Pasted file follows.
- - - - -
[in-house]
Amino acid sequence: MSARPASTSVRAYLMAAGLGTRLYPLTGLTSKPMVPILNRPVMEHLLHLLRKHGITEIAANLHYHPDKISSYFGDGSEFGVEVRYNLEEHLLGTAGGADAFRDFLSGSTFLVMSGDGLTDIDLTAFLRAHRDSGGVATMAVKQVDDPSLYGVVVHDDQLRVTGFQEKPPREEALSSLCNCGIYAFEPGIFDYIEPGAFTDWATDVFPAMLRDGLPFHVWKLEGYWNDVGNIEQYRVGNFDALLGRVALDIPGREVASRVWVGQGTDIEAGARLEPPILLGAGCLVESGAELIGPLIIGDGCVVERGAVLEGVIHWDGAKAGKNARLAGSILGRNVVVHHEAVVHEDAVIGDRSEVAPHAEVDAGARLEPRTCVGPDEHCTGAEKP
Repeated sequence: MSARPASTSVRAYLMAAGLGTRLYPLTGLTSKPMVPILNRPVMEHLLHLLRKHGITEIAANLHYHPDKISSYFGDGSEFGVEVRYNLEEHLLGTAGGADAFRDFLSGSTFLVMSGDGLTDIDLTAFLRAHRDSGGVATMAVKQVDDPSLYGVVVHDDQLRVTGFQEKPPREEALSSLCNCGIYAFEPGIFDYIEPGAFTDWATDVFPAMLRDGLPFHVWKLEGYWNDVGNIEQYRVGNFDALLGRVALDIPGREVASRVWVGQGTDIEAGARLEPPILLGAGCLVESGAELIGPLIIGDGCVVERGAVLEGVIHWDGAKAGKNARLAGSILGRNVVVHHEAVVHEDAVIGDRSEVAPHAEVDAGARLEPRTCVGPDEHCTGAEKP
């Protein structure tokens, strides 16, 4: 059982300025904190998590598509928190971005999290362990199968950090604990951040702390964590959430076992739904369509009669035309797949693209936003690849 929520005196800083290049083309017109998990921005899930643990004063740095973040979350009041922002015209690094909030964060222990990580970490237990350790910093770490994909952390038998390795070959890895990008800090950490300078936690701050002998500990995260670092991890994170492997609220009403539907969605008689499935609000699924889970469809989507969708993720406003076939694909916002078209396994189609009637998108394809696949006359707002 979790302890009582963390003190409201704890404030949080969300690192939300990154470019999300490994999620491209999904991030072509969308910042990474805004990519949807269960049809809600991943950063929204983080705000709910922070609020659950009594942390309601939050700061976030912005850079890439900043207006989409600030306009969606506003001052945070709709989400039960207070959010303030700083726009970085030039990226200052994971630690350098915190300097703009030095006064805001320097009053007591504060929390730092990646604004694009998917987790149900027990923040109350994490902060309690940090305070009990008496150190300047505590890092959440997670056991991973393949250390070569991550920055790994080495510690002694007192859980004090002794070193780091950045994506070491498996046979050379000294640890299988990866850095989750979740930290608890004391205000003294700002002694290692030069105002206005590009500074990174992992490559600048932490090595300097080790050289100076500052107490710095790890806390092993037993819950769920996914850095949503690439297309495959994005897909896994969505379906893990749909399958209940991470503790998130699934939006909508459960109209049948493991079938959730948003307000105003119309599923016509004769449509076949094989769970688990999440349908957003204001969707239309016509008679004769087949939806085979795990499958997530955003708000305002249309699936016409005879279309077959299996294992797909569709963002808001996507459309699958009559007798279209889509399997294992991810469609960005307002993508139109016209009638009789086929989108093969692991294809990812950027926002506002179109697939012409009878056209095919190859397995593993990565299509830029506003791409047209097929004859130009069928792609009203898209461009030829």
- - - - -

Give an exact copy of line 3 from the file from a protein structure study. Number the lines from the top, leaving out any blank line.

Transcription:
Repeated sequence: MSARPASTSVRAYLMAAGLGTRLYPLTGLTSKPMVPILNRPVMEHLLHLLRKHGITEIAANLHYHPDKISSYFGDGSEFGVEVRYNLEEHLLGTAGGADAFRDFLSGSTFLVMSGDGLTDIDLTAFLRAHRDSGGVATMAVKQVDDPSLYGVVVHDDQLRVTGFQEKPPREEALSSLCNCGIYAFEPGIFDYIEPGAFTDWATDVFPAMLRDGLPFHVWKLEGYWNDVGNIEQYRVGNFDALLGRVALDIPGREVASRVWVGQGTDIEAGARLEPPILLGAGCLVESGAELIGPLIIGDGCVVERGAVLEGVIHWDGAKAGKNARLAGSILGRNVVVHHEAVVHEDAVIGDRSEVAPHAEVDAGARLEPRTCVGPDEHCTGAEKP